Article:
Witness for the Prosecution (1982 film)

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Witness for the Prosecution is a 1982 TV version of Agatha Christie's short story and play, and also a remake of the classic Billy Wilder 1957 film Witness for the Prosecution.

The film was directed by Alan Gibson, based on the teleplay by John Gay and the adaptation of Larry Marcus. The musical score was composed by John Cameron.

The cast includes many veteran and well-known actors such as Ralph Richardson, Deborah Kerr, Diana Rigg, Donald Pleasence, Peter Sallis and Beau Bridges. Unlike the original Billy Wilder film, the TV version stays more faithful to the original Agatha Christie short story, including the scene where Sir Wilfred meets the scarred woman in an apartment at bad-fame streets of London, instead of meeting a cockney woman at the railway station as in the Wilder version.

This version, also, instead of opening with Sir Wilfrid (renamed "Sir Wilfred") returning home, features an opening prologue where Janet Mackenzie returns to her employer's house, where she sees her laughing and drinking with someone, goes upstairs and takes a pattern from her room, and hears noise from downstairs, and discovers in shock her murdered employer, and the murderer escaped.

Plot summary[edit]

Sir Wilfred Robarts, a famed barrister is released from the hospital, where he stayed for two months following his heart attack. Returning to the practise of his lawyer skills, he takes the case of Leonard Vole, an unemployed man who is accused of murdering an elderly lady friend of his, Mrs. Emily French. While Leonard Vole claims he's innocent, although all evidence points to him as the killer, his alibi witness, his cold German wife Christine, instead of entering the court as a witness for the defense, she becomes the witness for the prosecution and strongly claims her husband is guilty of the murder. Sir Wilfred believes there's something suspicious on the case, especially with Mrs. Vole.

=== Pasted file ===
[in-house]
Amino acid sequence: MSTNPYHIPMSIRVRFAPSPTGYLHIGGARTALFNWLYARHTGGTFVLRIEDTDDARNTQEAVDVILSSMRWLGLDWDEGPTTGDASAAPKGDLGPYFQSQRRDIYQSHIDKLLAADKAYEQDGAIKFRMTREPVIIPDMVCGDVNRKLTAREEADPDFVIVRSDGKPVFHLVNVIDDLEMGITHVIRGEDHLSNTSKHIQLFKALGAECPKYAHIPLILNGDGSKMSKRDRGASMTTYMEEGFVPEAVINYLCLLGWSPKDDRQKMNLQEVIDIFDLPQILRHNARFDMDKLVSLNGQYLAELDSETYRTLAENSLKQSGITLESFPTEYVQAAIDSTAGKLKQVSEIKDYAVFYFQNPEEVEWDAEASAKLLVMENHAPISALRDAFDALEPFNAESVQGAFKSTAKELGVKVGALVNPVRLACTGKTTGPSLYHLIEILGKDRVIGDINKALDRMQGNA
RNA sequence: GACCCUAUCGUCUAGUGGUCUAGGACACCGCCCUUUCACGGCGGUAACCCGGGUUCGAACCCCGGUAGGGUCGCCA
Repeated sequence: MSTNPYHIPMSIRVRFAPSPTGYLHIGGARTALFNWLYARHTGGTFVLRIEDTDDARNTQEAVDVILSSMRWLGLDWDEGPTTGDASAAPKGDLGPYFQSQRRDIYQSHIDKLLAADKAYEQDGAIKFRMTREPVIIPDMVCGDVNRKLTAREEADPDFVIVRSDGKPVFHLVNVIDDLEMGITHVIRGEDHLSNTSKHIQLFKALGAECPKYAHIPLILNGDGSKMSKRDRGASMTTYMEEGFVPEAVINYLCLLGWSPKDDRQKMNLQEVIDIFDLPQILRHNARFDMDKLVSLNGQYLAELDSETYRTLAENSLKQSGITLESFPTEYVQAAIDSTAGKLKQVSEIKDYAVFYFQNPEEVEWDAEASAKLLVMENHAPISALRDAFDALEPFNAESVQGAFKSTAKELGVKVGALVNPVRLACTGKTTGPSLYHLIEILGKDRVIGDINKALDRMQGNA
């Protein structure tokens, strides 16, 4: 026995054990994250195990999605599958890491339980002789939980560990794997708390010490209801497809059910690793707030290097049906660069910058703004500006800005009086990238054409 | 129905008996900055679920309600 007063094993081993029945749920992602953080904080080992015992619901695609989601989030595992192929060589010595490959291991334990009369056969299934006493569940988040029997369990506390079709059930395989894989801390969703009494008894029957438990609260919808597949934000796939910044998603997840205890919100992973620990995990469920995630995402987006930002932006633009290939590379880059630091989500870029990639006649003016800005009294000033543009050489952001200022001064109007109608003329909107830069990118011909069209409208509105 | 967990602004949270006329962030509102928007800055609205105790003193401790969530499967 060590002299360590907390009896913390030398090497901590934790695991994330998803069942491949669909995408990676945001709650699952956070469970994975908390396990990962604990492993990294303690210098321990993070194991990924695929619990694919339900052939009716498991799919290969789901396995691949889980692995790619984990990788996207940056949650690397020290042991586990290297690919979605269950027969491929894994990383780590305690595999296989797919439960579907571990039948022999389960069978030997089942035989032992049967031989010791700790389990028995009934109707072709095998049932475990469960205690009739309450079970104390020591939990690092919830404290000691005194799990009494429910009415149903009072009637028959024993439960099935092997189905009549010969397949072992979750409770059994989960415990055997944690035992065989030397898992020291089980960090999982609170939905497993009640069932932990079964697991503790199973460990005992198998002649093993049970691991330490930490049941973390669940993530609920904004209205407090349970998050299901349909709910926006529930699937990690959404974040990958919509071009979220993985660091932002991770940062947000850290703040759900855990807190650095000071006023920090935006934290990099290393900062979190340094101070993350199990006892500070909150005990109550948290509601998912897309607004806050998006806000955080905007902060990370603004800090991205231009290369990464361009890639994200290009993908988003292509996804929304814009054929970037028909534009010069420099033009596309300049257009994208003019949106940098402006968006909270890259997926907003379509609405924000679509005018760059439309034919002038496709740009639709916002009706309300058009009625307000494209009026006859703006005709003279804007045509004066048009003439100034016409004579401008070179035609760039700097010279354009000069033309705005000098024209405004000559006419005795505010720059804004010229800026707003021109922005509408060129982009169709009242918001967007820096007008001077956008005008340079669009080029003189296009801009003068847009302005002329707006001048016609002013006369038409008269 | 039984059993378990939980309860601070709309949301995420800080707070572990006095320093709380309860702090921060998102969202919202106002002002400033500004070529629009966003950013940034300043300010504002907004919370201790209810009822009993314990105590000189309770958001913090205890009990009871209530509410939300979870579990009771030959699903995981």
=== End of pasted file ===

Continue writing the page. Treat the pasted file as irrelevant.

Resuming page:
Cast[edit]

Notes[edit]

Alan Gibson, the director of this film, also directed The Satanic Rites of Dracula, where Richard Vernon, who plays the part of Brogan-Moore in Witness for the Prosecution, had a small role.

John Gay, the writer of the teleplay, also wrote teleplays for the Lux Video Theatre, a television anthology series. Lux Video Theatre also produced an adaptation of Witness for the Prosecution, in 1953 (four years before the Wilder version).

External links[edit]